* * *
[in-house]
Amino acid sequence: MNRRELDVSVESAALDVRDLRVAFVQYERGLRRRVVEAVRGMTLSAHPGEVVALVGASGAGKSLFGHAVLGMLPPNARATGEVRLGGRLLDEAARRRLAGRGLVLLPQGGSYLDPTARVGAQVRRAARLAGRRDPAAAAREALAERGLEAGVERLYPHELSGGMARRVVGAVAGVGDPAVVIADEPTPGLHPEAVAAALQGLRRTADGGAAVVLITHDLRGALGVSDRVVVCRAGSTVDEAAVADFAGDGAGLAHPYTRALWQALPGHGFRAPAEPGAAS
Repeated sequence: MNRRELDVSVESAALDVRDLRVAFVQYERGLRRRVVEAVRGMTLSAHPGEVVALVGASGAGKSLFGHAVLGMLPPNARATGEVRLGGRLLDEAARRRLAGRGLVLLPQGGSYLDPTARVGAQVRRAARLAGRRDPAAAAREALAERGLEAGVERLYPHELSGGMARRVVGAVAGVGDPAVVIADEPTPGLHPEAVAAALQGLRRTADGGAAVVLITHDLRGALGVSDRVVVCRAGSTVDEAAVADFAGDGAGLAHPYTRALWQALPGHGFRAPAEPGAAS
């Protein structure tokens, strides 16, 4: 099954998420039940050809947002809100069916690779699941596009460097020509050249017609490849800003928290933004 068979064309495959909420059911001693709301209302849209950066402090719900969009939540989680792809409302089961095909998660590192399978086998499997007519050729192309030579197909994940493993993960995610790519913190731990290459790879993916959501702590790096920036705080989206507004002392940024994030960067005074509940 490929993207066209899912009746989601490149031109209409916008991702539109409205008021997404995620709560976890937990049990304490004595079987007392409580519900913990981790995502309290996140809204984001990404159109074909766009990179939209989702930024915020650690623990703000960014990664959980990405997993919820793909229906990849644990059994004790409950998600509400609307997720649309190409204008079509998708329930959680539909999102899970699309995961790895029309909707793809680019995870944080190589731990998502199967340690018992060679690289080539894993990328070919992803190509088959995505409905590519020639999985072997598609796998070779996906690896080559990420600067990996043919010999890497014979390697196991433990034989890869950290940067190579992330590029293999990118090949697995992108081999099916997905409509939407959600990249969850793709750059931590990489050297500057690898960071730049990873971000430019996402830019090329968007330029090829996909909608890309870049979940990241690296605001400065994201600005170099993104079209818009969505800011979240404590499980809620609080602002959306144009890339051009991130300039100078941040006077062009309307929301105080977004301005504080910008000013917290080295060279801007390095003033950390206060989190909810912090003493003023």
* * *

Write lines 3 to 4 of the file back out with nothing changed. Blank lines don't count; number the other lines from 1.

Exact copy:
Repeated sequence: MNRRELDVSVESAALDVRDLRVAFVQYERGLRRRVVEAVRGMTLSAHPGEVVALVGASGAGKSLFGHAVLGMLPPNARATGEVRLGGRLLDEAARRRLAGRGLVLLPQGGSYLDPTARVGAQVRRAARLAGRRDPAAAAREALAERGLEAGVERLYPHELSGGMARRVVGAVAGVGDPAVVIADEPTPGLHPEAVAAALQGLRRTADGGAAVVLITHDLRGALGVSDRVVVCRAGSTVDEAAVADFAGDGAGLAHPYTRALWQALPGHGFRAPAEPGAAS
């Protein structure tokens, strides 16, 4: 099954998420039940050809947002809100069916690779699941596009460097020509050249017609490849800003928290933004 068979064309495959909420059911001693709301209302849209950066402090719900969009939540989680792809409302089961095909998660590192399978086998499997007519050729192309030579197909994940493993993960995610790519913190731990290459790879993916959501702590790096920036705080989206507004002392940024994030960067005074509940 490929993207066209899912009746989601490149031109209409916008991702539109409205008021997404995620709560976890937990049990304490004595079987007392409580519900913990981790995502309290996140809204984001990404159109074909766009990179939209989702930024915020650690623990703000960014990664959980990405997993919820793909229906990849644990059994004790409950998600509400609307997720649309190409204008079509998708329930959680539909999102899970699309995961790895029309909707793809680019995870944080190589731990998502199967340690018992060679690289080539894993990328070919992803190509088959995505409905590519020639999985072997598609796998070779996906690896080559990420600067990996043919010999890497014979390697196991433990034989890869950290940067190579992330590029293999990118090949697995992108081999099916997905409509939407959600990249969850793709750059931590990489050297500057690898960071730049990873971000430019996402830019090329968007330029090829996909909608890309870049979940990241690296605001400065994201600005170099993104079209818009969505800011979240404590499980809620609080602002959306144009890339051009991130300039100078941040006077062009309307929301105080977004301005504080910008000013917290080295060279801007390095003033950390206060989190909810912090003493003023």